Wards turns spiffy, ends monkey business

Retailer rolling out new-look stores on path out of bankruptcy

Montgomery? Forget it

August 19, 1999|By Lorraine Mirabella | Lorraine Mirabella,SUN STAFF

The stores are brighter, the aisles wider, the fixtures updated and the departments more logically arranged. A circular "racetrack" propels shoppers from furniture to appliances to window treatments. Just like at rival department stores, the "Juniors" department is pushing flared-leg jeans with floral trim. In "Misses," the displays feature outfits in this fall's "in" colors of gray and black.

Just to make sure no one confuses this updated incarnation with the old, more cluttered, less fashion-conscious Montgomery Ward, the Chicago-based retailer has dropped the "Montgomery" from its name.

Starting tomorrow, the new Wards -- freshly emerged Aug. 2 from a two-year bankruptcy ordeal that included closing more than 100 unprofitable stores -- will begin rolling out 40 newly remodeled prototype stores. The chain plans another 40 by April, and another 40 the next year -- half the chain's 252 stores -- all at a cost of $180 million. Reopenings include stores in Annapolis and Laurel tomorrow and one in Glen Burnie in October.

For the 127-year-old mail-order catalog pioneer, it's all about regaining footing in the highly competitive world of retailing. It's an attainable goal, say company officials, who expect the chain will turn a profit by 2001.

The retailer has become convinced of this largely because of the sustained success of Wards in Towson Market Place as well as stores in Las Vegas and in Bloomingdale, Ill. -- all remodeled in a test phase in September.

Average monthly sales at those stores since then have jumped 40 percent compared with the combined performance of the rest of the chain, the company said. At another nine stores just completed under the same format, sales rose 15 percent.

Sale are expected to rise an average 20 percent at remodeled stores, said Howard Parge, vice president of the eastern region. "It wasn't a flash in the pan," Parge said yesterday while touring the Annapolis store.

Some analysts remain unconvinced. The chain has been battered by years of losses -- including a $106 million loss for the first quarter that ended April 3 -- and an eroding customer base as shoppers found alternatives either in mass discounters such as Target or hipper shops such as Old Navy. The chain's financial troubles stemmed from its inability to keep up with consumer shifts, retail experts said.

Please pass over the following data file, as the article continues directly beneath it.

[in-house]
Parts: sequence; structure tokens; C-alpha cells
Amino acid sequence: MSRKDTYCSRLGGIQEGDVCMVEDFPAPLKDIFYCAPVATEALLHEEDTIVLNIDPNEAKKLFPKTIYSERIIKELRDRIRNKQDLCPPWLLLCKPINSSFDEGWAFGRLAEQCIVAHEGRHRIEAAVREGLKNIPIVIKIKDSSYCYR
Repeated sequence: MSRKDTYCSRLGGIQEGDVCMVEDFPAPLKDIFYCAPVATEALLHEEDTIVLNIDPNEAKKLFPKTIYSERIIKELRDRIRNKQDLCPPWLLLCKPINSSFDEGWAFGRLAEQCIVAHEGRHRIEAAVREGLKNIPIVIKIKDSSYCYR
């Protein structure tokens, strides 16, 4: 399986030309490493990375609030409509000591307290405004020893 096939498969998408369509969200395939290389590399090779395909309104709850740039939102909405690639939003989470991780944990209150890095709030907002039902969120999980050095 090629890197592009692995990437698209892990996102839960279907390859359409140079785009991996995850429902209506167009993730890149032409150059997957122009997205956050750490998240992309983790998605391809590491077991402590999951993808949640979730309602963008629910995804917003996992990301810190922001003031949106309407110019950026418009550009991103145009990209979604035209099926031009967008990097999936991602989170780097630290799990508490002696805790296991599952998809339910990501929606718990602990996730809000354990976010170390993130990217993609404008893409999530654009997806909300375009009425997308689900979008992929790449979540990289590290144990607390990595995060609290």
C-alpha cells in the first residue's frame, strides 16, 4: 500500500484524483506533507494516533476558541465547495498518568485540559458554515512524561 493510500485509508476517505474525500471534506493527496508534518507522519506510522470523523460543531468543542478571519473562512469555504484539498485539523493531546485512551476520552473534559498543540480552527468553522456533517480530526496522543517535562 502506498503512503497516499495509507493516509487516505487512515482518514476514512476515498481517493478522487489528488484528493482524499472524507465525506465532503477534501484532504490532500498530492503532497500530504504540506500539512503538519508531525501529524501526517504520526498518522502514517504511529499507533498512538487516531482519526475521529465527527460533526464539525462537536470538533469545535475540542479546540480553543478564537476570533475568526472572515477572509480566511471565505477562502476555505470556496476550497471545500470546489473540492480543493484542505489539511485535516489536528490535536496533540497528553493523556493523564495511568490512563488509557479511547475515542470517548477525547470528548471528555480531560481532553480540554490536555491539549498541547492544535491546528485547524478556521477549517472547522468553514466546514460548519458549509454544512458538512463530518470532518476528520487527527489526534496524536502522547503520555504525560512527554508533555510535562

"Wards had a fuzzy image," said Kurt Barnard, president of Barnard's Retail Trend Report, of Upper Montclair, N.J. "It didn't seem to know where it stood. Was it an apparel store that carried appliances or an appliance store that carried apparel?"

"Store remodelings are always very good, and re-merchandising is good if you know what you're doing, but changing an image in itself is not an easy thing," he said.

One of Wards' biggest challenges will be avoiding bankruptcy again, said Peter A. Chapman, president of Bankruptcy Creditors Service, a publisher of a newsletter that tracks bankrupt companies.

Wards pulled itself out of Chapter 11 bankruptcy largely by paying creditors just 28 cents to 29 cents on the dollar and thanks to a $650 million cash infusion from General Electric Co.'s GE Capital Services division, Chapman said. GE Capital had owned half of Montgomery Ward and acquired the remainder of the chain and its Signature direct-marketing unit, Wards' only profitable subsidiary, as part of the bankruptcy restructuring.

GE Capital played a large role in convincing creditors they could recover no more than a third of the debt, Chapman said. If Wards had liquidated instead, GE would have lost hundreds of millions of dollars on the retailer's credit-card portfolio.

"At the end of the day, whether you have people walk in circles, squares or tick-tack-toe patterns, that does not generate revenue," Chapman said. "What you need is a place in the market."

Wards executives say they have found that, in part by identifying target shoppers: middle-income women between the ages of 30 and 55.

"We firmly believe there is a huge opportunity between discounters and department stores," Parge said. "We've always been rock-solid on big-ticket [items] and appliances. We had walked away from the fashion end of the business. It doesn't work. Today, you have to have a mix."

Wards has improved and better coordinated its apparel buying and taken the assortment more upscale, but still offers better value than upper-end department stores, Parge said. The chain also has an edge over mass discounters, offering more of a selection in areas such as electronics, appliances, furniture and jewelry, he said.

"This is much nicer," than the older format, said Janine Fitzpatrick of Grasonville, shopping yesterday in the Annapolis store for athletic shoes for daughter, Shannon, 9. "I don't like when stores are cramped. I'm inclined to come more often."

"It's easier to find things," said Jena Harmon of Annapolis, adding that she was drawn by the lower prices.

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